Our standards are exceptionally high in these cases.
We set the bar high for our Fund Analyst Picks, and we insist that they have much more going for them than superior long-term performance prospects. The four main nonperformance factors that we demand are: good stewardship, low expenses, consistent and thoughtful strategies, and experienced and successful management.
Of course, once a fund becomes a Fund Analyst Pick, we keep close tabs on it in order to make sure that it continues to meet our standards. We tend to be somewhat forgiving about a shorter-term slump--which are painful facts of life for all funds and are often driven by a strategy being out of favor--and typically don't react until there's evidence that one of our picks has lost its long-term performance advantage over its category peers.
We're normally not very patient when one of our Fund Analyst Picks worsens significantly on one of the four nonperformance factors, though, because this sort of deterioration calls into question the fundamental attractiveness of a pick and undermines its long-term strength.
However, on three of the four nonperformance factors, it hasn't been very common thus far for our Fund Analyst Picks to go downhill in a meaningful way. Funds and shops that have proved their commitment to good stewardship rarely ease up on their dedication to treating fundholders well. Of course, the universe of superior funds isn't exempt from cost increases, and many funds from across the quality spectrum have seen their expense ratios rise of late because of declines in their asset bases. But our picks tend to be cheap to begin with--and tend to either avoid expense hikes or keep them to a minimum--so we haven't had to drop very many funds from our picks list because of costs increases. And while some topnotch funds do make adjustments to their strategies over time, such funds usually make small and sensible modifications, and they rarely make sizable and counterproductive alterations.
It's another story with respect to the fourth nonperformance factor: experienced and successful management. This is essential for funds to be topnotch long-term offerings; there is a wide variety of market conditions that their skippers will face over time and a complex set of skills needed to do the job well. Manager changes occur with some frequency even among high-quality funds from first-rate shops, be they due to individuals moving on to other positions within or outside the firm, skippers retiring, or other developments.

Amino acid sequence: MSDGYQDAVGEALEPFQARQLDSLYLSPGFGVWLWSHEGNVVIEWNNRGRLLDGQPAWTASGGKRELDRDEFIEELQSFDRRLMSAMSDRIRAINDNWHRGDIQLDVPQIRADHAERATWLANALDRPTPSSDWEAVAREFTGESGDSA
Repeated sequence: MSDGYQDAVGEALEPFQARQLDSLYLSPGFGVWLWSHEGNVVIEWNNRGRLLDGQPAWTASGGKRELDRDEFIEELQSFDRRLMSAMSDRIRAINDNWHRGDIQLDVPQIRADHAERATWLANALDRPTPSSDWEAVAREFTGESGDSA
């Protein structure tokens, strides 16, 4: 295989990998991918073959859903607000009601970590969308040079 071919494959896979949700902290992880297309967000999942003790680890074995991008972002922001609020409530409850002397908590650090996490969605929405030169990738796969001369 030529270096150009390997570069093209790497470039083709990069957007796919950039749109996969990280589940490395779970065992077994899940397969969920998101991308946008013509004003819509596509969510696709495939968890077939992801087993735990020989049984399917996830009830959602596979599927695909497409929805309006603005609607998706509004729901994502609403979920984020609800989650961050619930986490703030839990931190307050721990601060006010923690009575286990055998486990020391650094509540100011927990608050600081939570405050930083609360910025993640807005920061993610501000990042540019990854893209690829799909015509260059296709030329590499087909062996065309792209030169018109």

Therefore, we've had to reevaluate a number of Fund Analysts Picks over the years on account of manager changes. In some cases we've determined that the new manager has what it takes to be in charge of a pick, and we've kept the fund on our picks list. But in other instances we've decided that the new skipper isn't up to snuff--even though he or she may have a pretty good resume--and we've removed the fund from our picks list. And to give you a better sense of what distinguishes the first type of case from the second, we thought that it would be worthwhile to review a handful of manager changes that have occurred at funds that were picks at the time of the switch.
Oppenheimer Developing Markets
But we dropped this fund from our pick list after Madden departed in the spring of 2007 to take a position outside of Oppenheimer. His replacement, Justin Leverenz, did bring some good credentials to the job. Leverenz had extensive emerging-Asia and tech-investment experience before he joined Oppenheimer, and he expanded his geographic and sector knowledge while spending a few years as a senior analyst on Oppenheimer Global. However, the only portfolio-management experience he had before taking over this fund was running offshore Taiwan and China offerings for a couple of years in the mid-1990s.